The Army is currently in the process of inducting 145 x M777 Ultra Lightweight Howitzers from BAE Systems at a cost of about $750 million. K9 Vajra-T 155 mm/52 calibre tracked self-propelled gun system is also under induction. Developed by L&T in conjunction Hanwa Tech Win of Republic of Korea, the K9 VAJRA-T is a variant of K9 Thunder capable of withstanding 14.5 mm armour piercing rounds.
The Indian Army requires some 3,000-4,000 artillery pieces over the next 15 years. Four type of guns and howitzers are presently under induction: one, M777 155mm ultra light howitzer (ULH), two, K9 Vajra Self-Propelled 155mm Tracked Howitzer, three, 155mm/52 caliber Advanced Towed Artillery Gun Systems (ATAGS), and; four, 45 calibre Dhanush 155 mm Gun and Upgunned 45 Calibre 155 mm Dhanush howitzer. The Army is currently in the process of inducting 145 x M777 Ultra Lightweight Howitzers from BAE Systems (USA) at a cost of about $750 million. K9 Vajra-T 155 mm/52 calibre tracked self-propelled gun system is also under induction. Developed by L&T in conjunction Hanwa Tech Win (HTW) of Republic of Korea (ROK), the K9 VAJRA-T is a variant of K9 Thunder capable of withstanding 14.5 mm armour piercing rounds, 152 mm shell fragments, and anti-personnel mines; main armament of 155 mm/52 caliber; maximum firing range of 40 km; mobility range of 75 km and; CBRN protection.
In September 2015, L&T emerged as sole qualified bidder and finalist based on the performance of the K9 Vajra-T; the 4,500 crore ($800) million contract being for supply of 100 howitzers to the Indian Army. The MoD had given the contract to L&T in May 2017. Under the contract, L&T was asked to deliver 100 guns with over 50 per cent indigenous components, in 42 months. Under the contract, L&T is delivering 25 guns now. On August 25, 2018, the Defence Acquisition Council (DAC) chaired by Defence Minister approved procurement of 150 x 155mm/52 calibre Advanced Towed Artillery Gun Systems (ATAGS). The ATAGS have been developed indigenously by the Defence Research & Development Organisation (DRDO) partnering with Bharat Forge Ltd, Tata Power SED and Mahindra Defense Naval System under the ‘Make in India’ initiative. Acquisition cost of 150 ATAGS will reportedly be around $490 million although contract for their acquisition is yet to be concluded by Ministry of Defence (MoD).
Development of ATAGS having commenced in 2013 was completed by March 2017 and user trials have been continuing since. Six prototypes of the ATAGS have been manufactured to date. ATAGS is a howitzer gun capable of firing five rounds in short duration with an effective range of up to 40 km, depending on the ammunition type. Given its light weight, it is well suited for deployment in mountainous regions. ATAGS will supplement the indigenous ‘Dhanush’ which is 155mm/45 caliber artillery gun, Dhanush, an improved derivative of the FH-77B 155 mm/39 calibre Bofors, 414 quantity of which India acquired from Sweden between 1987 and 1991. In 2014, prototype of Dhanush was made ready for user trial and evaluation. But trials were marred by incidents of misfires. First, the shell burst within the barrel. Subsequent rounds of trials were held successfully but again during user exploitation in 2017 there were two incidents of muzzle hits, which led to a further set back. The incidents were reported to be due to ammunition problems and not the gun though doubts naturally rose about metallurgy of the barrels. The ammunition too is produced under aegis of the OFB, and there have been hosts of complaints of faulty ammunition over the years with different types of weapons. After internal trials at Balasore range in Odisha during March 2018 by the GCF, the guns were again presented to the Army in first week June. The trial firing continued for five days and with no incident reported, the OFB hopes that the army would finally clear the weapon system.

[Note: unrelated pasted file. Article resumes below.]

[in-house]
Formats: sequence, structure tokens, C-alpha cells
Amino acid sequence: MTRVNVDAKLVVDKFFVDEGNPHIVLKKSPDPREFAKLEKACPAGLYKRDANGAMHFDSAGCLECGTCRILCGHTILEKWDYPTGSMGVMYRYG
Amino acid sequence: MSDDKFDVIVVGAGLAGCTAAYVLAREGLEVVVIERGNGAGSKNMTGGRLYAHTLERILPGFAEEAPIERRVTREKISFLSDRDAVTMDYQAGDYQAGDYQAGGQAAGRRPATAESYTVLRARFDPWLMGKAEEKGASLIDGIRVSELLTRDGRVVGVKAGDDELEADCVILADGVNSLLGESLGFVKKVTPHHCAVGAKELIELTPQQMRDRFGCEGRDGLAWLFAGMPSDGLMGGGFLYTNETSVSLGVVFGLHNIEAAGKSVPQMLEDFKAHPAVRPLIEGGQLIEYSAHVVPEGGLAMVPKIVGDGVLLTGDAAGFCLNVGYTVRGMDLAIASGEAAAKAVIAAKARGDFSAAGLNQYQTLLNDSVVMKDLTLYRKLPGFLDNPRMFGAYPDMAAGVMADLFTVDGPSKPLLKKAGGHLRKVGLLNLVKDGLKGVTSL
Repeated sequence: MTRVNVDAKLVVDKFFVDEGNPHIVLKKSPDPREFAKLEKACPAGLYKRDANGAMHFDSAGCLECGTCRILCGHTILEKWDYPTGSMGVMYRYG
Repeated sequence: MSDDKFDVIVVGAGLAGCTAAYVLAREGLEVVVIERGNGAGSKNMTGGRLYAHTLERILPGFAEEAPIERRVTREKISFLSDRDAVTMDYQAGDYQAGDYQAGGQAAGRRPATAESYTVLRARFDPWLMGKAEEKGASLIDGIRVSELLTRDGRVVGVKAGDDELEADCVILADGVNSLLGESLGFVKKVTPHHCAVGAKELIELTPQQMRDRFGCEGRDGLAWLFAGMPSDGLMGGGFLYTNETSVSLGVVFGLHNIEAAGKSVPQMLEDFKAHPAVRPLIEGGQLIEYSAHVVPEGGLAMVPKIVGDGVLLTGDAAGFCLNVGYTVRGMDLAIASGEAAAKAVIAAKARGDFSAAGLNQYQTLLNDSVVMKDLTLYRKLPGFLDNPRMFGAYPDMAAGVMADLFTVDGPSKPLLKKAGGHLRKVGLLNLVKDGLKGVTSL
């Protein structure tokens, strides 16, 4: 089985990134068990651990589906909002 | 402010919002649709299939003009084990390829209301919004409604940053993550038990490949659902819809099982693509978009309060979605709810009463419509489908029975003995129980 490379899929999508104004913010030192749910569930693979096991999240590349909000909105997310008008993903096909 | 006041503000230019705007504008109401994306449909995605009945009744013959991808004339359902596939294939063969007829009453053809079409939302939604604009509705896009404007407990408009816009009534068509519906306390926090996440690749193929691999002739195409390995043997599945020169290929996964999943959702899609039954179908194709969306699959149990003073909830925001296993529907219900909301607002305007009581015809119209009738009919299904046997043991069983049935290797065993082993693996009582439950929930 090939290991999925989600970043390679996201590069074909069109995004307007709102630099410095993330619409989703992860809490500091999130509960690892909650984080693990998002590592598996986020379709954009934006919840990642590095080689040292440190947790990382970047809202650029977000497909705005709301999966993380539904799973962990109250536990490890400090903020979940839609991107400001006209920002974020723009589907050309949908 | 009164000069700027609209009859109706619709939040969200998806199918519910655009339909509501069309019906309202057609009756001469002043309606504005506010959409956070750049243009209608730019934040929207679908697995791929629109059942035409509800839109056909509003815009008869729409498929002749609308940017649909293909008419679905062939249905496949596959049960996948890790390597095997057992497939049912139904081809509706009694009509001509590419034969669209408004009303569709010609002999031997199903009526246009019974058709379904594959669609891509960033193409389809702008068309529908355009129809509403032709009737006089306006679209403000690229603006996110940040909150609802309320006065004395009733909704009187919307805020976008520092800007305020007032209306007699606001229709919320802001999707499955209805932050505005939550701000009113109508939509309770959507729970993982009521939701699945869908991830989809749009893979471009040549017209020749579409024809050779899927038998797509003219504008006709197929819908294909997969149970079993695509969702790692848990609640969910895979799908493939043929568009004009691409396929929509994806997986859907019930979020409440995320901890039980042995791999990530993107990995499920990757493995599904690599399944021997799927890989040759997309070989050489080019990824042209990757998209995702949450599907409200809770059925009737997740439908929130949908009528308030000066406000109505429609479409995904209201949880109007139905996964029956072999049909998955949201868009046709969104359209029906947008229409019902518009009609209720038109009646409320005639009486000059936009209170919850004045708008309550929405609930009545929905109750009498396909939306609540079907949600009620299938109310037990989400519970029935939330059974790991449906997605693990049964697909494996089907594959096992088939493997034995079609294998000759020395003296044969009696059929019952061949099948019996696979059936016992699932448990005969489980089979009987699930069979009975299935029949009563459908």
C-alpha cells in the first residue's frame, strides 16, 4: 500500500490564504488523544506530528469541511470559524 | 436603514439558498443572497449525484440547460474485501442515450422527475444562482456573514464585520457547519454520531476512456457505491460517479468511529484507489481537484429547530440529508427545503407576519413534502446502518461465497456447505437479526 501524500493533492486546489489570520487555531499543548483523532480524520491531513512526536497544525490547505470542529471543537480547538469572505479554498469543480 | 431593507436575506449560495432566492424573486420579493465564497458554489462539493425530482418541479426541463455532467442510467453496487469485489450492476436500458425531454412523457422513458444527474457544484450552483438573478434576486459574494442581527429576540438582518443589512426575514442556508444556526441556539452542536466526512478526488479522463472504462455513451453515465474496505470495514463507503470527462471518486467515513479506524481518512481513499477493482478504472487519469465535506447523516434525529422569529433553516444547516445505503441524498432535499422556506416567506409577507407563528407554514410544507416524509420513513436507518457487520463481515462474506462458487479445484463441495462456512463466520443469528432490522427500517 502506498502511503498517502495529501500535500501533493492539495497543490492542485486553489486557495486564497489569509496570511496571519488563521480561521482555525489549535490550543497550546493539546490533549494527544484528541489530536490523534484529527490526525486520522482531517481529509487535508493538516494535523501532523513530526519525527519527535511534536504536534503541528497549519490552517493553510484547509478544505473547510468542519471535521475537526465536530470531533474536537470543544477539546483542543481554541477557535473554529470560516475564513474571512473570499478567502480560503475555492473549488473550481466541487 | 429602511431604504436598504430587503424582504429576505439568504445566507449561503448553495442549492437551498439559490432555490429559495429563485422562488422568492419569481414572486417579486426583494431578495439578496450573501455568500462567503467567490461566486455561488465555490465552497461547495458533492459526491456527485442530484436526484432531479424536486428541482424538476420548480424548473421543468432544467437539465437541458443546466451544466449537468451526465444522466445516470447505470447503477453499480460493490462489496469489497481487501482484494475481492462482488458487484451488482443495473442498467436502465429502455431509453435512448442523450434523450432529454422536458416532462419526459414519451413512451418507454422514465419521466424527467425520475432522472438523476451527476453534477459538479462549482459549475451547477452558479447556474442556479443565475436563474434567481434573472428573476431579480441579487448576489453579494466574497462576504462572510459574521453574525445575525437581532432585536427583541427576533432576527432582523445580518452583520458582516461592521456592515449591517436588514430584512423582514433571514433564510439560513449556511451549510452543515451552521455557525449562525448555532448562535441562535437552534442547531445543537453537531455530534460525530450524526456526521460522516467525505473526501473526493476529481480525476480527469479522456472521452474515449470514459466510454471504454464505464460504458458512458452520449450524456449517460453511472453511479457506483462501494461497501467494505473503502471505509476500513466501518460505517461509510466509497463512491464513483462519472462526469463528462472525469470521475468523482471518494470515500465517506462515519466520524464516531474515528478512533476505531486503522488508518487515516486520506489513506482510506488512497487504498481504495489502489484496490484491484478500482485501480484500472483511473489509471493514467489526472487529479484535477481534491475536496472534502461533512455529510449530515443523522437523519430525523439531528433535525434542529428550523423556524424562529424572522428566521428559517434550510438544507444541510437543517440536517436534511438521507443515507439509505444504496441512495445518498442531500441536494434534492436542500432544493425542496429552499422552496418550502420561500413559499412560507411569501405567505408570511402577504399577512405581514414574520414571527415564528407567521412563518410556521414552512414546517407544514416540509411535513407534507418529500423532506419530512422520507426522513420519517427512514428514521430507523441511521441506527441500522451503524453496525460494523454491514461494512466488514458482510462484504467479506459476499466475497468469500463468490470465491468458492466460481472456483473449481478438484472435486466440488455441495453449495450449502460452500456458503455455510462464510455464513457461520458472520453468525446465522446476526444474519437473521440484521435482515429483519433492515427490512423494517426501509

The Army reportedly wanted to order 114 x Dhanush howitzers in the first batch this year. DRDO expects MoD to order a total of 414 Dhanush howitzer guns.
On June 7, 2018, Dhanush completed the final round of user exploitation trials with a full battery of six guns firing 300 rounds at Pokhran ranges. No major issues were reported during firing and as per the OFB, accuracy and consistency of the guns were exceptional, and the guns are ready for induction into the Army. The gun has been developed by Gun Carriage Factory (GCF), Jabalpur comes under the OFB, with latter under the Department of Defence Production (DoPD) of MoD. Dhanush reportedly has maximum effective range of 38 km in salvo mode, capable of firing eight rounds per minutes and needs crew of six to eight. Dhanush was reportedly declared ready for induction in June 2018 but the contract is yet to be signed by MoD.
The Army reportedly wanted to order 114 x Dhanush howitzers in the first batch this year. DRDO expects MoD to order a total of 414 Dhanush howitzer guns. An upgraded variant of the Dhanush howitzer gun, designated Dhanush Version 2 (V2) with a larger calibre (from 45 to 52mm) and a slightly increased range of 42 km is currently under development. Overall fielding of these guns and howitzers will take considerable time, but once completed, it will increase the firepower of the Army substantially.